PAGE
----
'transformed Chebyshev interpolants'],FS,9)
%%
% \vskip 1pt
%%
% Chapter 8 considered convergence for analytic functions. Here is the
% transformed equivalent of Theorems 8.1 and 8.2.
%%
% *Theorem 22.2. Transformed coefficients of analytic functions.*
% _For given $\rho>1$, let $g$ and $f$ be analytic functions on $[-1,1]$
% that can be analytically continued to_ $E_\rho$ _and_ $g(E_\rho)$,
% _respectively, with $|f(z)|\le M$ for_ $z\in g(E_\rho)$.
% _Then the transformed Chebyshev coefficients of Theorem $22.1$ satisfy_
% $$ | a_k | \le 2M \rho^{-n}, \eqno (22.4) $$
% _the truncated transformed series satisfy_
% $$ \| f - f_n(\kern .7pt g^{-1}(x))\| \le {2M\rho^{-n}\over \rho - 1}, \eqno (22.5) $$
% _and the transformed Chebyshev interpolants satisfy_
% $$ \| f - p_n(\kern .7pt g^{-1}(x))\| \le {4M\rho^{-n}\over \rho - 1}. \eqno (22.6) $$
%%
% \vspace{-2em}
%%
% _Proof._
% These results follow from Theorems 8.2 and 22.1.
% $~\hbox{\vrule width 2.5pt depth 2.5 pt height 3.5 pt}$
%%
% Here is a repetition of the Chapter 8 experiment for the Runge function,
% now with squares to show the transformed approximants.
%%
% \vskip -2em
f = 1./(1+25*x.^2); fg = f(g);
nn = 0:10:200; ee = 0*nn; ee2 = 0:nn;
for j = 1:length(nn)
n = nn(j);
fn = chebfun(f,n+1); ee(j) = norm(f-fn,inf);
fn2 = chebfun(fg,n+1); ee2(j) = norm(fg-fn2,inf);
end
hold off, semilogy(nn,ee,'.')
hold on, semilogy(nn,ee2,'sm','markersize',5)
grid on, axis([0 200 1e-17 10])
title(['Convergence of Chebyshev vs. '...
'transformed Chebyshev interpolants'],FS,9)
%%
% \vskip 1pt
%%
% The speedup is clear. On the other hand, here is a repetition of the
% experiment with $\cos(20x)$.
%%
% \vskip -2em
f = cos(20*x); fg = f(g);
nn = 0:2:60; ee = 0*nn; ee2 = 0:nn;
for j = 1:length(nn)
n = nn(j);
fn = chebfun(f,n+1); ee(j) = norm(f-fn,inf);
fn2 = chebfun(fg,n+1); ee2(j) = norm(fg-fn2,inf);
end
hold off, semilogy(nn,ee,'.')
hold on, semilogy(nn,ee2,'sm','markersize',5)
grid on, axis([0 60 1e-16 100])
title(['Convergence of Chebyshev vs. '...
'transformed Chebyshev interpolants'],FS,9)
%%
% \vskip 1pt
%%
% Now the result is ambiguous: the transformed method starts out ahead, but
% the standard Chebyshev method wins eventually. The explanation can be
% found in the nested ellipses $E_\rho$ and their images plotted earlier.
% The function $\cos(20x)$ is entire, and for larger $n$, the Chebyshev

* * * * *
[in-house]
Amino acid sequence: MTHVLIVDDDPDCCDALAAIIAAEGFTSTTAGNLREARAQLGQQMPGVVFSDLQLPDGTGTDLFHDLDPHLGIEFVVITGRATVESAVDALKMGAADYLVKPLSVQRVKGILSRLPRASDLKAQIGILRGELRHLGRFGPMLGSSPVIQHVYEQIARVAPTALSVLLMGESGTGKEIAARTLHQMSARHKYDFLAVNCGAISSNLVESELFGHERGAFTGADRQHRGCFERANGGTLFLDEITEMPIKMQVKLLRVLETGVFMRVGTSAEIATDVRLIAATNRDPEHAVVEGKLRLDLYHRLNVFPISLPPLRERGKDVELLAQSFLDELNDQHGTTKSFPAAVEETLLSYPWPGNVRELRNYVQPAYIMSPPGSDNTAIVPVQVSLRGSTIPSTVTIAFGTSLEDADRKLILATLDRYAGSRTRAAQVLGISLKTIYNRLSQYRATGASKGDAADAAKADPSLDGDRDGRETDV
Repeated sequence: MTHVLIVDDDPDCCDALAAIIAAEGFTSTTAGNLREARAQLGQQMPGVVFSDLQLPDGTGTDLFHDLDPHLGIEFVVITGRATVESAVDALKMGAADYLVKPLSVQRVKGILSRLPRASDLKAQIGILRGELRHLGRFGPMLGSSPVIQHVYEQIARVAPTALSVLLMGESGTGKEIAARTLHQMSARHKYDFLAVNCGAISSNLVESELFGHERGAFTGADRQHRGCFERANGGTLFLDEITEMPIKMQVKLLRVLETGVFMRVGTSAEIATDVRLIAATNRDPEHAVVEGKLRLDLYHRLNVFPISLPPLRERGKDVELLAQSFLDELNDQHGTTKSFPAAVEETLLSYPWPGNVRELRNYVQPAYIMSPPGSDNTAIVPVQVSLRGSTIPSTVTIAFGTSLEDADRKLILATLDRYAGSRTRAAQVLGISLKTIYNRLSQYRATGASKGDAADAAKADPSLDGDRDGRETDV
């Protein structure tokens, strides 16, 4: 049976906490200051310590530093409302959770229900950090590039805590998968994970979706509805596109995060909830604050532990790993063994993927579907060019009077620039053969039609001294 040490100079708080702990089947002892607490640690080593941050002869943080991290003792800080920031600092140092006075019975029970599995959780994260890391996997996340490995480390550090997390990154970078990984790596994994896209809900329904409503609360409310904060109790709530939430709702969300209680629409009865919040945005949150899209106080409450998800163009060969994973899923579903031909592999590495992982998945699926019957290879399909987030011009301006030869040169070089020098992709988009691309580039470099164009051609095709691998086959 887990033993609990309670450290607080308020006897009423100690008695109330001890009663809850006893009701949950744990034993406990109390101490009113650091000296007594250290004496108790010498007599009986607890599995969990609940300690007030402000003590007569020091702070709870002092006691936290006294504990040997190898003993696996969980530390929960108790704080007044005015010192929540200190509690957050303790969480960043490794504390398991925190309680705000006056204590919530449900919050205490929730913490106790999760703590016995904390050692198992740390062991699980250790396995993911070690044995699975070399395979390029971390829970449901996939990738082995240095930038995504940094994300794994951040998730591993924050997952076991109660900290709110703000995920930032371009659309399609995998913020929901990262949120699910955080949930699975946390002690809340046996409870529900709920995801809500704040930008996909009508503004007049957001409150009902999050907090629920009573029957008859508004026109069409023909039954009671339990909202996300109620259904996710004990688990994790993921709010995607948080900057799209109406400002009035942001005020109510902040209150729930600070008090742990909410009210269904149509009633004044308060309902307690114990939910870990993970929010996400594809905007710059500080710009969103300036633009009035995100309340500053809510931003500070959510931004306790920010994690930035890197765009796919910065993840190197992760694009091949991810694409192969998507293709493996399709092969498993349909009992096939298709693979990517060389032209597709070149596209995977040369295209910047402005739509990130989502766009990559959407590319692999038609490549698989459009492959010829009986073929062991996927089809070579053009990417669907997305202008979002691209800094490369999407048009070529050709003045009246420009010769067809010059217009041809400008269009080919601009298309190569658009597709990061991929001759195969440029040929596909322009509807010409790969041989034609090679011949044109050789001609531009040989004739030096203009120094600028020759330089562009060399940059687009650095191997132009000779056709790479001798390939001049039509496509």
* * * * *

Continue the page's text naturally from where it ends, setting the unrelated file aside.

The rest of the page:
% points take good advantage of its analyticity well away from $[-1,1]$.
% The transformed points do not do as well. (The advantage of the
% transformation becomes decisive again if we change $\cos(20x)$ to
% $\cos(100x)$, at least down to 16-digit precision.)
%%
% We can see similar effects if we look at best approximations. For a
% non-smooth function like $|x|$, transformed polynomials typically
% approximate better than true ones. The following figures should be
% compared with those of Chapter 10, and the variable |ratio| quantifies
% the degree of improvement.
%%
% \vskip -2em
f = abs(x);
subplot(1,2,1), hold off, plot(f,'k'), grid on
fg = f(g);
[p,err] = remez(fg,4);
hold on, plot(p(gi),'m'), axis([-1 1 -.2 1.2])
title('Function',FS,9)
subplot(1,2,2), hold off
plot(g,f-p(gi),'m'), grid on, hold on, axis([-1 1 -.15 .15])
plot([-1 1],err*[1 1],'--k'), plot([-1 1],-err*[1 1],'--k')
[p2,err2] = remez(f,4); ratio = err2/err, title('Error curve',FS,9)
%%
% \vskip 1pt
%%
% On the other hand for a gentle entire function like $\exp(x)$, pure
% polynomials converge very fast and transformed polynomials cannot
% compete. The following error curve is seven orders of magnitude larger
% than that of Chapter 10.
%%
% \vskip -2em
f = exp(x);
fg = f(g);
[p,err] = remez(fg,10);
clf, plot(g,fg-p,'m'), grid on, hold on
plot([-1 1],err*[1 1],'--k'), plot([-1 1],-err*[1 1],'--k')
[p2,err2] = remez(f,10); ratio = err2/err
xlim([-1 1])
title('Error curve for best transformed approximation',FS,9)
%%
% \vskip 1pt
%%
% Our final application of transformed polynomial approximants is the one
% that was the subject of [Hale & Trefethen 2008]:
% quadrature. As described in Chapter 19, standard quadrature formulas are
% based on the idea of integrating a function numerically by interpolating
% it by a polynomial, then integrating the interpolant. This is the basis
% of all the well-known quadrature formulas, including Gauss,
% Newton--Cotes, Simpson, and Clenshaw--Curtis. But why should quadrature
% formulas be based on polynomials? This is a question not often
% raised in the quadrature literature. Some of the explanation surely
% has to do with custom going back centuries, before the appearance of
% computers, when the algebraic simplicity of polynomials would have been a
% telling advantage. If one had to give a mathematical answer with still
% some validity today, it would probably be that a polynomial formula is
% optimal if the order is fixed while the grid size is decreased to zero.
% If the order increases to $\infty$ on a fixed interval of
% integration, however, polynomial formulas are in no sense optimal.
%%
% In particular, a ``transformed Gauss'' quadrature formula can be obtained
% by applying Gauss quadrature to the integral on the right in the formula
% $$ \int_{-1}^1 f(x) = \int_{-1}^1 f(\kern .5pt g(s)) g'(s) ds. \eqno (22.7) $$
% To illustrate this transplanted quadrature idea we pick a wiggly function,
%%
% \vskip -2em
f = cos(17*x)./(1+sin(100*x).^2); clf, plot(f), ylim([-1.1 1.1])